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Thursday, May 6, 2010

Dan Clodfelter Opposes New ABC Board Ethic Rules & Privatization

N.C. Senator Clodfelter: Guts New Ethic Rules For State ABC Stores

N.C. Lawmakers on Wednesday stripped out some of the toughest measures from a package of new laws governing the state's liquor store system.

"We gutted it," said Sen. Dan Clodfelter, a Charlotte Democrat who was critical of the changes.

He cast the lone "no" vote on the legislation approved by a special committee focused on the Alcoholic Beverage Control system.

The committee cut a requirement that members of local ABC boards must follow the state ethics law, even though a primary task assigned to the group was to craft a bill establishing consistent ethical standards across the state.

The committee was created in the aftermath of embarrassing revelations of the Mecklenburg ABC board's chair and some employees accepting a lavish dinner from a liquor company and six-figure salaries paid to the father and son team that ran the New Hanover County system.

Sen. Dan Blue, a Wake County Democrat, said the state ethics law provision would put local ABC boards on different footing from other local boards and commissions that are subject to local ethics policies.

"It doesn't make sense to have mixed messages and mixed standards," Blue said.

The committee also sliced out a measure that would empower the state ABC Commission to take steps to improve an unprofitable or minimally profitable liquor store.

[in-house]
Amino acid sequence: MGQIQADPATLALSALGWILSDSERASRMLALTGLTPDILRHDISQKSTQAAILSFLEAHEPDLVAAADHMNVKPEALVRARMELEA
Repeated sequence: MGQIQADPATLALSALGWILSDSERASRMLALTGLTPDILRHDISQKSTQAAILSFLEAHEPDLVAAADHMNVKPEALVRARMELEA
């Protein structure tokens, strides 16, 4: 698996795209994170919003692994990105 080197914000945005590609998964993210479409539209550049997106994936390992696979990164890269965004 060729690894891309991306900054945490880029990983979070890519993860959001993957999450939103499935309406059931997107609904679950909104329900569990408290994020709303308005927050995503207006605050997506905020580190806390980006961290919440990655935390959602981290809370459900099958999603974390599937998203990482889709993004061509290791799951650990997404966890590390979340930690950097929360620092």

"If you want to have any teeth in this law to fix problem stores, this language does it," said Rep. Edgar Starnes, a Hickory Republican.

The committee instead voted to put county commissions and city councils in charge of fixing the problems. Starnes said those groups are "too close to home," because they appoint the ABC boards.

Rep. Pryor Gibson, a Wadesboro Democrat, led several of the efforts to delete provisions from the bill, including a requirement that a community must have 5,000 registered voters before it could vote to create a local ABC board, which then can open a liquor store.

Gibson has repeatedly criticized such a restriction as discriminating against small towns.

The restriction grew out of criticisms, including in a report by legislative staffers, that the existing threshold of 500 registered voters to create an ABC board and subsequent store created unnecessary competition and inefficient stores.

More than 100 of the state's 169 ABC boards operate one store.

Brunswick County, for example, has nine ABC boards. Last year 10 ABC boards had a profit margin of 2 percent or less. Nine boards lost money.

State ABC Commission Chair Jon Williams said the bill still would provide "important new powers" for the commission.

The legislation approved Wednesday afternoon mirrors several provisions that Gov. Bev Perdue's budget reform commission recommended to her just an hour earlier, including:

Giving the state ABC Commission the authority to audit local boards.

Establishing a mission and performance standards for liquor stores.

Limiting the compensation of ABC board members and store operators.

The general manager and other top employees of a local ABC board could not be paid more than the local clerk of superior court.

That's currently $113,000 in both Mecklenburg and Wake counties.

Current ABC compensation would be grandfathered, but four Mecklenburg County ABC board employees' pay exceeds that limit:

The CEO ($159,000), Chief Financial Officer ($130,000), Director of Operations ($120,000) and Director of Human Resources ($115,000). Wake County's General Manager's compensation is $142,000.

The legislation was amended, though, to let the county commission or city council approve higher salaries if the ABC board requested them.

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Sources: McClatchy Newspapers, WCNC, WRAL, Youtube, Google Maps

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